Their first common undertaking is the Galileo satellite navigation system - the equivalent of the US GPS, which most people probably know for traffic navigation systems. Huge delays have now caused the loss of at least one of Galileo's proclaimed advantages - higher accuracy - as the new generation GPS is now being introduced. But of course, especially for the parties most interested in Europe's space adventures - most notably France - independence from US space dominance has at least been an equally important goal. A specially encrypted signal (PRS - Public Restricted Service) will allow tailor-made use of Galileo by the military and security community. As public perception is that Galileo is a civilian project - and that is what European officials continue to claim too - hardly anyone questions the undesirability of space becoming part of Europe's military ambitions. It should be noted here that only in recent years the US has started using GPS guided missiles and artillery in the wars in Afghanistan and Iraq. It might be a few more years and European users may have the opportunity, bombing and shelling with Galileo guidance. Similarly the Kopernikus project aims for a European observation satellite capacity, one which, despite very useful environmental monitoring possibilities, in a battlefield surveillance mode becomes part of Europe's military agenda.

A clear signal of this process in which Europe has embarked upon a military role in space is the transformation of the European Space Agency (ESA) from a purely civilian, scientific operation into a dual-use agency that has now redefined 'peaceful' use of space as 'non-aggressive' rather than 'non-military'. This has been a significant departure from previous policies. The ESA ministerial meeting that was held last month in the Hague further cemented its military course.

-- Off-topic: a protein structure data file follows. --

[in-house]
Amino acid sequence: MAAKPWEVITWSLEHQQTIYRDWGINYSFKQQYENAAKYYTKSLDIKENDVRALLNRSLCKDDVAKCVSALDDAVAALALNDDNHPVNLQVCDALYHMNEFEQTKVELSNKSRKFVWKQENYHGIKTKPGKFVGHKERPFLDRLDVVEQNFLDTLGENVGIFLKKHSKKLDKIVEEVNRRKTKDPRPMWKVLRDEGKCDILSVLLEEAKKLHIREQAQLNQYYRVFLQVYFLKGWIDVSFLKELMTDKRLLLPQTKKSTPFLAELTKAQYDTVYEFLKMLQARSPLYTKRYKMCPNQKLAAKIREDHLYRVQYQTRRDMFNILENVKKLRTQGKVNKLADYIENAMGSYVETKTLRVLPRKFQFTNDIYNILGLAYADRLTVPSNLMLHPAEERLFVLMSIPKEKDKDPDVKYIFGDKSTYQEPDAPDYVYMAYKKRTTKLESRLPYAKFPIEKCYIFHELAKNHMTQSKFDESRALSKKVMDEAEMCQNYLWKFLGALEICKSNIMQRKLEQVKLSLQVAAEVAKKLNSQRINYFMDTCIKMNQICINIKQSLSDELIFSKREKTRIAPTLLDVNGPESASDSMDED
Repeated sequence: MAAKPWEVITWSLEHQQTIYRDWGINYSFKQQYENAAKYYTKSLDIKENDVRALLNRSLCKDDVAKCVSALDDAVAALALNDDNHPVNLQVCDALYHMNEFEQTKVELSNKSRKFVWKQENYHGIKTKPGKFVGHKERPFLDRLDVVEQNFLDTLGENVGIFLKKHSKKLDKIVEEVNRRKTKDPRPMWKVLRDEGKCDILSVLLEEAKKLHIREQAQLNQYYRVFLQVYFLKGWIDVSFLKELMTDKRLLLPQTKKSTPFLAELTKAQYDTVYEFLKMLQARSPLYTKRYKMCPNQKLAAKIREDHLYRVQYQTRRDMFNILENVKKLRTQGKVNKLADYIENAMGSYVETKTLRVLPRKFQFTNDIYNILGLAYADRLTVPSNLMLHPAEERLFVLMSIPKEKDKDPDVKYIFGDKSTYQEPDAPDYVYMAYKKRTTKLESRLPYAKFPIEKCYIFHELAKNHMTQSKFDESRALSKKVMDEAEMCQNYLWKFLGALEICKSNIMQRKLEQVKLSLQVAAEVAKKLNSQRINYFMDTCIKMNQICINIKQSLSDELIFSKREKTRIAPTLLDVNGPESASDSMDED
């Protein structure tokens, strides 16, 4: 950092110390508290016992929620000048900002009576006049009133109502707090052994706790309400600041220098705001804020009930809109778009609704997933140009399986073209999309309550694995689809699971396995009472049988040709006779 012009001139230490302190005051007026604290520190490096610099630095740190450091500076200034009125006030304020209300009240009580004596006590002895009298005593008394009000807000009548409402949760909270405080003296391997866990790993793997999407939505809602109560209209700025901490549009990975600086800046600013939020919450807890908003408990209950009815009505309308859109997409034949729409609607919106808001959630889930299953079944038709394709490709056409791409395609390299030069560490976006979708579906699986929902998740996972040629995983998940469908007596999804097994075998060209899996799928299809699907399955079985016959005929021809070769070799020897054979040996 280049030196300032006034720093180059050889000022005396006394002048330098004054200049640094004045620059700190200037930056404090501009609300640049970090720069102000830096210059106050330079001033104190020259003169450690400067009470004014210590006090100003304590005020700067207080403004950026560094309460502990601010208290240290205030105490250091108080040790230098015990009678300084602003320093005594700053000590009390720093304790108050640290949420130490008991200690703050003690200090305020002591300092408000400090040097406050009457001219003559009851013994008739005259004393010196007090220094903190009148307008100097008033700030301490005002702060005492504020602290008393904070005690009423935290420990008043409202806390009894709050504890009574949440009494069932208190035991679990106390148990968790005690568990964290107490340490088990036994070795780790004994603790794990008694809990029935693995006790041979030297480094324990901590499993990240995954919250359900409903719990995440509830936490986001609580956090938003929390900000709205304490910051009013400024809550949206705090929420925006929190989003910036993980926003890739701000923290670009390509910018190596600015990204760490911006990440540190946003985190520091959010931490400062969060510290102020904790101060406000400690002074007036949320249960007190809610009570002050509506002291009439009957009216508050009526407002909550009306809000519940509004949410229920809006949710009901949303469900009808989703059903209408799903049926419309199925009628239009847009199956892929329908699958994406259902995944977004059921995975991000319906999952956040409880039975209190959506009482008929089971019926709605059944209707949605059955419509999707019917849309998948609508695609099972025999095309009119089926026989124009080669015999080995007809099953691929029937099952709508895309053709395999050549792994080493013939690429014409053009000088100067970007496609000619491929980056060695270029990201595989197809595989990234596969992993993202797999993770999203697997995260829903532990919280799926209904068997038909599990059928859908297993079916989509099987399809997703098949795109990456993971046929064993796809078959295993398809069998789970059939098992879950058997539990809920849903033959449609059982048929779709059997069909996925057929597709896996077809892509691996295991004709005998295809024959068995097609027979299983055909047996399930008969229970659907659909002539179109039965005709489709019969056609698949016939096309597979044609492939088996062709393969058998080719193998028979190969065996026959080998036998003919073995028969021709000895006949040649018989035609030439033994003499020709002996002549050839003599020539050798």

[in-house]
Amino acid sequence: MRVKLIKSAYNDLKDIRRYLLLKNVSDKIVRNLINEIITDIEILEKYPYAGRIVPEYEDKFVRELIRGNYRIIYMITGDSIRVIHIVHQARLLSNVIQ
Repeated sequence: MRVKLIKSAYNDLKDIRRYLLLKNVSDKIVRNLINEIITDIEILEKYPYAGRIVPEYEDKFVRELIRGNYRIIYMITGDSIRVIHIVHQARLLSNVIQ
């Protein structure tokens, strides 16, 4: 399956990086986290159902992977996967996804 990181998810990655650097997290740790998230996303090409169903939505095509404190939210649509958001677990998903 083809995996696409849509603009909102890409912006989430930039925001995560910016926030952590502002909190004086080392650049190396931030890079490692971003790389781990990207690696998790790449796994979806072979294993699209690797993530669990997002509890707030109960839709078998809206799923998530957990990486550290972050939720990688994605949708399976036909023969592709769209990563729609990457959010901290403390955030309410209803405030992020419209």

The recent European tendency to integrate military aims into the civilian space domain has dangerous consequences for Europe, as it puts itself into the context of an international contest to dominate the 'high ground' of space. Over the past two years we have witnessed increasing rivalry between space powers Russia, China and the US - with the latter continuing to insist on its space dominance doctrine. While Europe still takes a backseat in the growing international rivalry in space, it should rather use its position to enhance and push negotiations, especially within the UN, to prevent any arms race in space from further escalation. Therefore it is high time for the broader European public to become more aware of Europe's creeping military ambitions and to become more vocal in their disapproval of a Europe that uses military rather than peaceful means to show leadership.

Frank Slijper is an activist with the Campagne tegen Wapenhandel [the Dutch Campaign against the Arms Trade]. He is the author of The European Union's Steps Towards the Militarisation of Space, published last month.